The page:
My emotional journey through learning about the sickle cell ‘cure’

Casgevy's approval made me excited, but then I read the fine print

Mary Shaniqua avatar

by Mary Shaniqua |

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It was the evening of Nov. 17. I’d finished work and was going about my usual evening activities when my mum called to catch up. She asked if I’d heard the news of an apparent cure for sickle cell. I hadn’t, so I asked her further questions — but she’d only caught the last few moments of a television report so wasn’t 100% certain it was actually a cure, though to her it sounded like one.

I was in shock. I’ve lived with sickle cell for more than 30 years, and in that time, only a few treatments have been available. I’d learned to accept — no, I believed — that sickle cell was not a research priority. Thus, I never thought a cure would come in my lifetime.

I jumped onto Google, but couldn’t find anything about it. When I tuned on the news at 10 p.m., however, there it was, the story about CRISPR gene editing and its successful treatment of sickle cell. I’d watched numerous documentaries about CRISPR, so I understood much about the work and was amazed. In the United Kingdom, where I live, the Medicines and Healthcare products Regulatory Agency had approved the treatment as Casgevy (exagamglogene autotemcel).

Joy filled my heart. I spoke with my partner that evening to hear his views about Casgevy, and we were both hopeful and happy.

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Soaring with the good news

In the days that followed, the news was everywhere. People I know were sending me news article after news article that spoke about the treatment, and it was evident everyone was excited.

Some weeks later, I saw news on Instagram that Casgevy and a cell-based therapy, Lyfgenia (lovotibeglogene autotemcel), had also been approved by the U.S. Food and Drug Administration.

To say I was ecstatic would be a huge understatement — not only because my suffering could end, but also because many people across the globe with this debilitating illness could benefit. Many of them don’t have access to the medicines and day-to-day treatment that I do. In fact, I’d recently learned of sickle cell patients in West African regions who’d died because they couldn’t afford their hospital bills — hospital bills that amounted, in British pounds, to a relatively small sum.

That’s a heartbreaking truth for many around the globe. So the thought that such people would get the chance to live easier and healthier lives excited me to my core.

Grounding myself in reality

One thing I’ve learned from living with sickle cell is that excitement can quickly turn into disappointment. It’s a life lesson that I completely forgot in the excitement of Casgevy. I usually try to avoid getting my hopes up about any possible sickle cell advance because many of those hopes have been ruined.

I came across a post by another sickle cell patient who described their lack of optimism about Casgevy. I thought, “Oh, what a Debbie Downer!” But it did prompt me to look into the matter further.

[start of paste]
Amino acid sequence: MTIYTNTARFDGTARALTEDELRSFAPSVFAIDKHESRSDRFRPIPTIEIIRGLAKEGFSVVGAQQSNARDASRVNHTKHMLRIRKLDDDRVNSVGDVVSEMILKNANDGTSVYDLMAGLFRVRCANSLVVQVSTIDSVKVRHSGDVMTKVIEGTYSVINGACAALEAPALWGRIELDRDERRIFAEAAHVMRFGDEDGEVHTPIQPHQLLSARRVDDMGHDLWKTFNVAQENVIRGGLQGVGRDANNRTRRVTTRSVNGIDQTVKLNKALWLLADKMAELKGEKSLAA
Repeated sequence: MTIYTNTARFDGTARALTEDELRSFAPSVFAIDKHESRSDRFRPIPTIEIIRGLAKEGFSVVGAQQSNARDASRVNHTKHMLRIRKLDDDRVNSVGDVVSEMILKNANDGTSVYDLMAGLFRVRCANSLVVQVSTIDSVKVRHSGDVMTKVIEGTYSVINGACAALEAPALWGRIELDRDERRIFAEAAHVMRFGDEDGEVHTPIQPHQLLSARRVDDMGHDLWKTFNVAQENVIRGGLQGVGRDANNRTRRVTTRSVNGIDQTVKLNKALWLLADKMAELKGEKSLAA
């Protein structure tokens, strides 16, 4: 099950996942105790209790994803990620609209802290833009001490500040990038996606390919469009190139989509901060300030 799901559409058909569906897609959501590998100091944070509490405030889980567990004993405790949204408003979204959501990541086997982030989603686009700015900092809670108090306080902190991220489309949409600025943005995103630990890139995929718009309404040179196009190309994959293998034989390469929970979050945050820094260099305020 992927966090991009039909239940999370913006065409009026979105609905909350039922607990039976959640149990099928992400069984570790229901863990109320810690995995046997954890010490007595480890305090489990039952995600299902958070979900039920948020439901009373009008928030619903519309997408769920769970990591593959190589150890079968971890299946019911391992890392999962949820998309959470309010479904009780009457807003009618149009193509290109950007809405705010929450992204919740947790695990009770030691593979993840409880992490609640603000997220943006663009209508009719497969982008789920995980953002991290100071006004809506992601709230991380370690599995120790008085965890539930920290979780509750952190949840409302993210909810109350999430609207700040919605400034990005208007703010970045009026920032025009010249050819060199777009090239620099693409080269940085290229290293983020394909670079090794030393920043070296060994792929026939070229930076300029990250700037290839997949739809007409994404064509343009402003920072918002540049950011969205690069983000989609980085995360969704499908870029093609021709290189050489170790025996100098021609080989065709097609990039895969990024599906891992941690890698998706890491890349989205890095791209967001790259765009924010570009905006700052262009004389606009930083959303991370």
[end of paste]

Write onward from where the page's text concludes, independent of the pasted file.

I learned first that Casgevy comes at great cost, which made me feel I’d been wrong to be excited for patients in developing nations. The chances that they’ll get access to such an expensive treatment is minimal. In fact, even those of us in developed countries will almost certainly not be able to afford it without insurance or government aid.

I also had to ground myself by accepting that the therapy would only “cure” the sickling of cells; any other complications would likely remain and require ongoing medical oversight. In essence, then, acute crisis pain could stop, but chronic pain caused by avascular necrosis, and other symptoms would remain. It’s a hard pill to swallow.

Suddenly, every incoming message about the “cure” filled me with frustration.

My mind gently reminded me of my rule against getting too excited about anything related to sickle cell. By forgetting that rule, I’d experienced an entirely different cycle of emotions about Casgevy.

I think it’s important that I find some balance here. As a natural optimist, I find it taxing to approach news with pessimism at every turn. But on the other hand, the reality is that this “cure” is limited in terms of accessibility and our health, and it won’t take away all of sickle cell’s legacy.

Perhaps it’s better that I see Casgevy, regardless of its downside, as progress — and reassurance that the research community does care about sickle cell after all. For that, I’m thankful.

What was your reaction to the news about Casgevy, especially if you heard it was a potential cure? Please tell us in the comments below.

Note: Sickle Cell Disease News is strictly a news and information website about the disease. It does not provide medical advice, diagnosis, or treatment. This content is not intended to be a substitute for professional medical advice, diagnosis, or treatment. Always seek the advice of your physician or other qualified health provider with any questions you may have regarding a medical condition. Never disregard professional medical advice or delay in seeking it because of something you have read on this website. The opinions expressed in this column are not those of Sickle Cell Disease News or its parent company, BioNews, and are intended to spark discussion about issues pertaining to sickle cell disease.


Rea Downes avatar

Rea Downes

I too got soo excited when I saw the news of a cure, admittedly selfishly because the agony my patients feel when in a crisis is heartbreaking to watch . When I looked more into it I was saddened by the cost and the lack of access that most regular people would have. I stopped looking into it when I saw the cost so I didn’t know that doesn’t alleviate all of SS symptoms. It seems like false advertising to me.


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